Friday, June 27, 2014
In cleaning up my computer, I came across these pictures of an activity I did three years ago with my friends. I didn't remember posting about it, and in searching the blog I couldn't find it. So, better late than never!
This activity was done towards the later part of the school year. We had spend time learning all the story elements and vocabulary that goes along with it. We had learned how to effectively write summaries and peer edit. We had plenty of practice working in cooperative groups where collaboration and good conversation are a must. It was time to put it all together.
After we had read the novel Frindle by Andrew Clements, I broke my friends into strategic groups of five. They were going to work together to identify the important details of each story element and summarize their section. We were putting the puzzle pieces (of all we had learned) together!
Each color represents a different group. Each puzzle piece, from top to bottom, represents a different story element: characters, plot, problem, solution, setting. Using a graphic organizer, my friends worked with their group to outline what from the book (working on important information and detail vs. unimportant) must be included in each section.
Once the graphic organizers were completed and agreed on by the group, each member took one element and turned it into a written summary on their puzzle piece. Some were longer than others and required us to staple a couple of pages together, but it all worked out. It was a nice mix of cooperative work combined with an element of personal responsibility for the finished product. If they had room, they also created small illustrations that went along with their writing. These are some samples below.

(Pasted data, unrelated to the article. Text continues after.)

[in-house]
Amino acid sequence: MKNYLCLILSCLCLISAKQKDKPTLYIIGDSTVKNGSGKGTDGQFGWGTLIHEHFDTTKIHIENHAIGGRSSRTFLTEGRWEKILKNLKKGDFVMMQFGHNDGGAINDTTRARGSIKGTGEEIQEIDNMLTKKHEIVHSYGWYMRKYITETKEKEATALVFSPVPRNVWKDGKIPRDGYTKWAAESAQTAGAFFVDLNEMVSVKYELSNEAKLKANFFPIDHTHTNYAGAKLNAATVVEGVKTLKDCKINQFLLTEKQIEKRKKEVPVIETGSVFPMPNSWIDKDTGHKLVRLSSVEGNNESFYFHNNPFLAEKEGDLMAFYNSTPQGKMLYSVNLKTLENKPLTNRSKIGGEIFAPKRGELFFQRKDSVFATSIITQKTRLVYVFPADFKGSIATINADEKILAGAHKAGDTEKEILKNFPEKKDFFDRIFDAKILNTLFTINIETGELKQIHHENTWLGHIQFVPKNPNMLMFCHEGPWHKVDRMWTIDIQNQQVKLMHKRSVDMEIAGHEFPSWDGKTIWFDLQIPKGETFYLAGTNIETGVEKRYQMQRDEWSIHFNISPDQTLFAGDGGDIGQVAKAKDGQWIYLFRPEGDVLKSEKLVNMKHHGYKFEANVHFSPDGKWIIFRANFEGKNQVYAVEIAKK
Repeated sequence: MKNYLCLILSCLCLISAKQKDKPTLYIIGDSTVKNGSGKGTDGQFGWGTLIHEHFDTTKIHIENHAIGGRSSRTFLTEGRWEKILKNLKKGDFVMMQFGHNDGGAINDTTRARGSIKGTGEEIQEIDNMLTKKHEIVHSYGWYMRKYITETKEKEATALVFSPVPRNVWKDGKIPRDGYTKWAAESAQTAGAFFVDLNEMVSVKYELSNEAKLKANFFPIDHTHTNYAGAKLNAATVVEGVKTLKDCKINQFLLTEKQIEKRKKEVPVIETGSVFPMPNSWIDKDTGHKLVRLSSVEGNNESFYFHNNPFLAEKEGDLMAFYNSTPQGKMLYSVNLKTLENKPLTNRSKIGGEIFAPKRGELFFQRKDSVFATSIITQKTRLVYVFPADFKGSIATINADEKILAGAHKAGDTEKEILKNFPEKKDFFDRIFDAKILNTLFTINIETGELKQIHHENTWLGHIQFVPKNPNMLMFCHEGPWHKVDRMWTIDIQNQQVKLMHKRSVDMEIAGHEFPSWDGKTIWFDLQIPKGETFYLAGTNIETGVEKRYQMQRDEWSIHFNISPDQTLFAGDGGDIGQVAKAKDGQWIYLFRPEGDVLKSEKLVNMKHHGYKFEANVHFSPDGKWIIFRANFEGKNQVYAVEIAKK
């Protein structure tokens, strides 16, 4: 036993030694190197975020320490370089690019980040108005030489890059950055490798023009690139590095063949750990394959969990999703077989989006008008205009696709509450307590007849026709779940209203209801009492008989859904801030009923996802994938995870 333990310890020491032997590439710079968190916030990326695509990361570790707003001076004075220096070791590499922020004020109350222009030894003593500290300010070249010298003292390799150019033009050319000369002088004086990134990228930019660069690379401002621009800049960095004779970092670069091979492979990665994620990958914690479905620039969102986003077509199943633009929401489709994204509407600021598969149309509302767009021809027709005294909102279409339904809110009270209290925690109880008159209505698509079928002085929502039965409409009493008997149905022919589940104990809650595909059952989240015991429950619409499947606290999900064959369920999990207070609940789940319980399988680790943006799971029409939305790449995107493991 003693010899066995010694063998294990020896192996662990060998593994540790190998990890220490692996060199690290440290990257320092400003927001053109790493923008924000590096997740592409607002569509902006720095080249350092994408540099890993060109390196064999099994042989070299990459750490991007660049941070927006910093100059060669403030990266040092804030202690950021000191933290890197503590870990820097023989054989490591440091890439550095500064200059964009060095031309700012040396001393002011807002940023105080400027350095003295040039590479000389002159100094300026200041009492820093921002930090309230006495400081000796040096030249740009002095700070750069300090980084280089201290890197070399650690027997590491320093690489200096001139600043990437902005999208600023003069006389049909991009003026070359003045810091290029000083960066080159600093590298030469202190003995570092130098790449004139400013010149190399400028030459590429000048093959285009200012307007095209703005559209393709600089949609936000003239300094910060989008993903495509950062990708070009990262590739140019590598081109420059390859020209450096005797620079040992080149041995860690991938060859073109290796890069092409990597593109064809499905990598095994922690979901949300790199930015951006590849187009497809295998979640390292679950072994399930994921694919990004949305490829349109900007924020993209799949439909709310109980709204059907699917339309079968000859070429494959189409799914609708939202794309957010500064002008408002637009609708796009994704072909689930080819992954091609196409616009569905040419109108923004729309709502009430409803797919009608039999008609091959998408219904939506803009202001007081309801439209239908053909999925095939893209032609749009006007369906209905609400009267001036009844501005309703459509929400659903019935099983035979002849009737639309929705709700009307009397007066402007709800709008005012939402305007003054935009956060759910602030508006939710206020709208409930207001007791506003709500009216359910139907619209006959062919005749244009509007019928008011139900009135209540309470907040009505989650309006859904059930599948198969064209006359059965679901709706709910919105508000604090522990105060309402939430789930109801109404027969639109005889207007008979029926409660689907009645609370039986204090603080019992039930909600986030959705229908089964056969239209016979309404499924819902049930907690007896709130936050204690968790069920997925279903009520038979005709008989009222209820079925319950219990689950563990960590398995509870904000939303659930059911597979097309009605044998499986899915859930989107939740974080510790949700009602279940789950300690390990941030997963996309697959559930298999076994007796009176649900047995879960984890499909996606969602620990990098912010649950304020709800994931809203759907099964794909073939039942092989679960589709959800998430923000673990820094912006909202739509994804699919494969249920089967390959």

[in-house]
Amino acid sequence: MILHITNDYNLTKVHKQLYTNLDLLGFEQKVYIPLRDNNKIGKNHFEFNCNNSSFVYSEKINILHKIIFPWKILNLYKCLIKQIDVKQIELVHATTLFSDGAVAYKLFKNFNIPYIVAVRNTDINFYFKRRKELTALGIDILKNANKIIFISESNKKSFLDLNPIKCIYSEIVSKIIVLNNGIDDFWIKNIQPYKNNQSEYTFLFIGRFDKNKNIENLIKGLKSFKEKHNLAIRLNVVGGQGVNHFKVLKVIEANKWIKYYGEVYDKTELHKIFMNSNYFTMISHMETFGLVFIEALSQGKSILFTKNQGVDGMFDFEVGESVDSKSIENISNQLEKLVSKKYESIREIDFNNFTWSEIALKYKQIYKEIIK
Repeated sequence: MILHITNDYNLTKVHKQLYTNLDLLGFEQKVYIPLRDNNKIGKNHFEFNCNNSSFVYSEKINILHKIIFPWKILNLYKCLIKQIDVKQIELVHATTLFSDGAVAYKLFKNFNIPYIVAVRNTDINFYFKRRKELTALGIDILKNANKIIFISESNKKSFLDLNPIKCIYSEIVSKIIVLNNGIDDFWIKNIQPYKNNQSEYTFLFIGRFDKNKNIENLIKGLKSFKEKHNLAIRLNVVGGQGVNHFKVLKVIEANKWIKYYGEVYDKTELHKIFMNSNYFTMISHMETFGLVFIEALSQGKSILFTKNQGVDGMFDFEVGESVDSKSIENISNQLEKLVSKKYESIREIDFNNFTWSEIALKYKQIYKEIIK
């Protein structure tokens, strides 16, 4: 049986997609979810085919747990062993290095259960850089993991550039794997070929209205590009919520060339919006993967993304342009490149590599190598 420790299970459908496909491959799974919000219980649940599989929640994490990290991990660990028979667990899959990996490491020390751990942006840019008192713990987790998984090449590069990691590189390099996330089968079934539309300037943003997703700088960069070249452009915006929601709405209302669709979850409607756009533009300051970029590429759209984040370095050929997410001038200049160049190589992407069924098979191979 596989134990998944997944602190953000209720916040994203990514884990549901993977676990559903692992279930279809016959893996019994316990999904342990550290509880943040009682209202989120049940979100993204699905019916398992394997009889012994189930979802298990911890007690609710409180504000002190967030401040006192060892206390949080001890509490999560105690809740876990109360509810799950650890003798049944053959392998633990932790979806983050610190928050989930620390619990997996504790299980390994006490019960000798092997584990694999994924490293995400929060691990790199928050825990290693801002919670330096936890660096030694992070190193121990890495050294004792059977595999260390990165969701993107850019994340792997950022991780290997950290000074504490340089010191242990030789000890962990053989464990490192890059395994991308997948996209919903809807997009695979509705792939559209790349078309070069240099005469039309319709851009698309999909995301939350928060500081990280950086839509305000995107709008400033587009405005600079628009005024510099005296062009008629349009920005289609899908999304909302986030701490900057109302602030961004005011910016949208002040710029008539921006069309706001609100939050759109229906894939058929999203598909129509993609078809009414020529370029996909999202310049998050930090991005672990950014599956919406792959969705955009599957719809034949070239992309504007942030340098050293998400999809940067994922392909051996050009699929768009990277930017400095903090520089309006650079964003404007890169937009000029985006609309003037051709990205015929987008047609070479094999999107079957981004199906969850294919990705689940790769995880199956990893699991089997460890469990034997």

When all were done, we glued them on to a column of construction paper in order. To finish, they added some extra illustrations. Each group then presented their summary of the book. When we were done, I hung them on the lockers outside my room. If you are a regular reader, you know of my never ending quest for vertical display ideas for those darn lockers!
I can't remember where I got the puzzle pieces, but honestly they are something you could draw free-hand on white paper and just make some copies. If you wanted to get fancy, you could make it so the puzzle pieces fit together in a rectangle and actually put the pieces together for a display that doesn't have to be vertical. I did minimize two puzzle pieces on the copier for the top of each chart, one had the book title and author while the other listed the kids' names.
All in all, this was a good activity that allowed the kids to pull together all we had been learning in reading and writing. You can also make this as simple or involved as you want depending on the ages group your are working with. Another plus is that it works with any book!